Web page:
Wednesday April 11, 2007 - 10:05:18 GMT
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Black Swan Capital - www.blackswantrading.com
Is it all good, or is it all in the price?
â˘ Most Americans expect a recession within a year and disapprove of President George W. Bush's handling of the economy even though the unemployment rate is at a five-year low, a new Bloomberg/Los Angeles Times poll found. (Bloomberg)
â˘ US Forecast from Morgan Stanley, Richard Berner and David Greenlaw:
Forecast at a Glance
2006E 2007E 2008E
Real GDP 3.3% 2.0% 2.9%
Inflation (CPI) 3.2 2.5 1.9
Unit Labor Costs 3.1 3.0 2.7
Their view: âJob gains have already slowed, and payrolls will continue to decelerate, but not fast enough to undermine consumer wherewithal. The housing recession is far from over, but strong global growth likely will sustain both output and employment. The productivity slowdown is cyclical, but the trend may also have slipped. We still think core inflation has peaked, but inflation risks are rising again. And margin compression implies that profits likely will stall in 2007. That combination will likely leave the Fed on hold and steepen the yield curve. Importantly, however, neither those conclusions nor the weaker baseline presented here imply serious trouble for the economy.â
âWe talk about economic institutions and their development over time as if they were institutions in the West. âPrice administrationâ regulations, central and local, abound, giving officials far-reaching powers to interfere in the price-setting process. Yet we accept official statistics that show 90% of all prices, by trading value, to be market-determined. We do not question the meaning of the Chinese word shichang, translated as âmarket,â but presume it to be the same as in the West.
âSimilarly, we take at face value Chinaâs Company Law, which makes no mention of the Party, even though the Party is likely to still call the shots in the companies organized under the Company Law. Only if one digs deeper will one find unambiguous evidence: The Shaanxi Provincial Party Committee and the Shaanxi government in a joint circular of 2006 explicitly require the Party cell in state-owned enterprises (including âcompaniesâ) to participate in all major enterprise decisions; the circular also requests that in all provincial state-owned enterprises the chairman of the board of directors and the Party secretary, in principle, are one and the same person. At the national level, the leadership of the 50 largest central state-owned enterprisesâenterprises that invest around the worldâis directly appointed by the Politburo. Economists do not ask what it means if the Party center increasingly runs enterprises in the U.S. and Europe.â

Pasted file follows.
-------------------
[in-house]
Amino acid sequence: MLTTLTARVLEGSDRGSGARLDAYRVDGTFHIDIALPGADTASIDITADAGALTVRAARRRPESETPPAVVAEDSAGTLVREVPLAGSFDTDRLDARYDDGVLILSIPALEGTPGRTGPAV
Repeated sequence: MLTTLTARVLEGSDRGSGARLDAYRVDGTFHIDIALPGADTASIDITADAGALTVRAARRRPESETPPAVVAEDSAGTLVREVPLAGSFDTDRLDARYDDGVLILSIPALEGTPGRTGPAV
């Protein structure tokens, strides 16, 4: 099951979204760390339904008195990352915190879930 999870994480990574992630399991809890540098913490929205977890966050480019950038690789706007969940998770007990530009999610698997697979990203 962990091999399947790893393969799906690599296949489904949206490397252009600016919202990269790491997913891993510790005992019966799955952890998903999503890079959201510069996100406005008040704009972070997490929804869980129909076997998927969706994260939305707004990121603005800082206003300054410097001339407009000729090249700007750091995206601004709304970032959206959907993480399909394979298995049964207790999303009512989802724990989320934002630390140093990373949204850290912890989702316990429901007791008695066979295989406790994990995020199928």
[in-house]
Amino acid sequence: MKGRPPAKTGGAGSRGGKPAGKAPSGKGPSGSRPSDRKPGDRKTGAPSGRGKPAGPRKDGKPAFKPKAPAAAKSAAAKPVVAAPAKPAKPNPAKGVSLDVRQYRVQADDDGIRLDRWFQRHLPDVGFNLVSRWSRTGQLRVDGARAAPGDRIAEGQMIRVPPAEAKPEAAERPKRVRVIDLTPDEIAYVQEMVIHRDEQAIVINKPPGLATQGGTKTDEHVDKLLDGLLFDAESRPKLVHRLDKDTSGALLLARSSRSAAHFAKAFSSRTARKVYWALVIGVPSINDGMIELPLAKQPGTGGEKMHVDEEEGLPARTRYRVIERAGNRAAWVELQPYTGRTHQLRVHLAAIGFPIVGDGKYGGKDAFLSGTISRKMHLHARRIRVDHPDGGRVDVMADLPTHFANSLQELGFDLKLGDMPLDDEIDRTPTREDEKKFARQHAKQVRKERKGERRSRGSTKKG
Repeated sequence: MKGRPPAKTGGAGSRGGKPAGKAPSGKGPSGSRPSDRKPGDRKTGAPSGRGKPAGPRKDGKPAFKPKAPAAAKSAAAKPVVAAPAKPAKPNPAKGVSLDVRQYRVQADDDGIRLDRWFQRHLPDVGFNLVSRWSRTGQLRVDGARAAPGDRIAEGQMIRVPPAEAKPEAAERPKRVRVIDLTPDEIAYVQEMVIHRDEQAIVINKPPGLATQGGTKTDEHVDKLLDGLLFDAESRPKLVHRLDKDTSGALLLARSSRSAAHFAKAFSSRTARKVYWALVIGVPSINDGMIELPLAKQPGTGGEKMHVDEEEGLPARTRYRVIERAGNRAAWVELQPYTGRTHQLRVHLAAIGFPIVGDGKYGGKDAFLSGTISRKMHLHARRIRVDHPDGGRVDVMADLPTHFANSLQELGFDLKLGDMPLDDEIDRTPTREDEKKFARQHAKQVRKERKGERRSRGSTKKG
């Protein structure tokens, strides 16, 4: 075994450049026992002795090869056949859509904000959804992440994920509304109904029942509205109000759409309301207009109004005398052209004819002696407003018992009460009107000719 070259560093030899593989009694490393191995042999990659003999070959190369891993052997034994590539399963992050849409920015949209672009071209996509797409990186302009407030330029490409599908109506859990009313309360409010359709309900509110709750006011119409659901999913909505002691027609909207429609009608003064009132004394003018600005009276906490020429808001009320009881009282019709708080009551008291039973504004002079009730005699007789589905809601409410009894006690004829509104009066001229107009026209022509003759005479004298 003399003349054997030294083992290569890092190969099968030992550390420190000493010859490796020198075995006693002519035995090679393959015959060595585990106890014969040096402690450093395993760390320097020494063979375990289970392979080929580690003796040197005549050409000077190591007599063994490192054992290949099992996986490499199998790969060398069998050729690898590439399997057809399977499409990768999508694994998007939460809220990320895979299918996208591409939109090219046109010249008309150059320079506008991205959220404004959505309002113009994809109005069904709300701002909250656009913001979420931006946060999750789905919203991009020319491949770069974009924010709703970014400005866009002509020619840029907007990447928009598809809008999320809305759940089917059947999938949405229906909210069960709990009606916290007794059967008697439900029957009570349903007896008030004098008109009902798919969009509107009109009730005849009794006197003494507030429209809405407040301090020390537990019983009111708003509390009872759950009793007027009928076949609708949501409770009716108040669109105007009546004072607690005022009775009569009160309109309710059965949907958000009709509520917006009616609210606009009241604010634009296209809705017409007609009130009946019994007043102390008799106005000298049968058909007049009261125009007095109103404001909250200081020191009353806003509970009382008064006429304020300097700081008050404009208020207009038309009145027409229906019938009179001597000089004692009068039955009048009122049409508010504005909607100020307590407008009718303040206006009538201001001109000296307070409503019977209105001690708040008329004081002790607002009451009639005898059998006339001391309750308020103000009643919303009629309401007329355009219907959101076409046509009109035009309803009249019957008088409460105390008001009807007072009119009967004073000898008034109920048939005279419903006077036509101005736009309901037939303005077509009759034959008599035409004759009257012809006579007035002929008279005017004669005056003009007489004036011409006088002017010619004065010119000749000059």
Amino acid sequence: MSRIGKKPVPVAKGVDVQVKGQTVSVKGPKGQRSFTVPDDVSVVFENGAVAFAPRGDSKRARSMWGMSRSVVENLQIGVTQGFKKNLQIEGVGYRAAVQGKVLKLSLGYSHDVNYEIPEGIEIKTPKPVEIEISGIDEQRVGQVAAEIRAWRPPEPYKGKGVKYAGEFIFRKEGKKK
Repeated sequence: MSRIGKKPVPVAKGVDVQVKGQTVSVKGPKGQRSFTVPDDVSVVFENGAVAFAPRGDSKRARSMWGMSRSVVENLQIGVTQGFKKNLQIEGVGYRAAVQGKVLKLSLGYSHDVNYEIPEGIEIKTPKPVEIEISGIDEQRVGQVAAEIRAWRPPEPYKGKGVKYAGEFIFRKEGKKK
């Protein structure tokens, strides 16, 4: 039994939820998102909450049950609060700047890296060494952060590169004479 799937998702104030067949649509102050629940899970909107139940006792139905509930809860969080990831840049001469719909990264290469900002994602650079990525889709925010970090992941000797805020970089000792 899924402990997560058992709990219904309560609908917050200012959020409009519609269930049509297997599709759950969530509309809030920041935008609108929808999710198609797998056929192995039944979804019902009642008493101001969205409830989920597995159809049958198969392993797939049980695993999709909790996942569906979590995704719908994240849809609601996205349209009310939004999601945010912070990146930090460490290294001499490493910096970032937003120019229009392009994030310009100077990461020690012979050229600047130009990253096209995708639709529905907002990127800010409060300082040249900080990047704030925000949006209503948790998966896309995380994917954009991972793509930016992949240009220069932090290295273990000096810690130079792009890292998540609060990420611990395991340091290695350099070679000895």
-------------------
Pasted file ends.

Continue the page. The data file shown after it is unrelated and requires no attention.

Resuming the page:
Carsten A. Holz , Have China Scholars All Been Bought?
FX Trading â Is it all good, or is it all in the price?
Is the expectation Mr. US Consumer craters, forcing the Fed slash rates to attempt to stave off the inevitable, which is a date with recession, or if you prefer, stagflation? Or are the structural dollar concerns running the show right now, a la central bank reallocation, crude oil being priced in euro and yen, etc., etc., etc.? Is it a combination of both? Is it simply a cyclical view that Europe and Asia will grow faster than the U.S. and âdecoupleâ? Or is it all going as planned by US and European policy makers?
We read a piece from Bloomberg news yesterday that concluded that Treasury Secretary Paulson and ECB President Tritchet are just fine with a falling dollar. The authors gave these basic reasons: US exports stimulated by a falling dollar, Europe contains inflation with a stronger currency, and they are not as exposed to export pressure compared to the US. Hmmmm! Sounds convenient! Many analysts were quoted, all seemed to agree with the basic premiseâyes, no worry about a falling dollar, its all good.
So, not only do we have cyclical and structural concerns, we have fairly decent consensus among the smart crowd that a falling dollar is a pretty good thing.
No doubt the path of least resistance is down for the lowly greenback. And there may be more, or a lot more to go. But when we see so many smart people so cordially agreeing on something, it naturally makes us a bit nervous.
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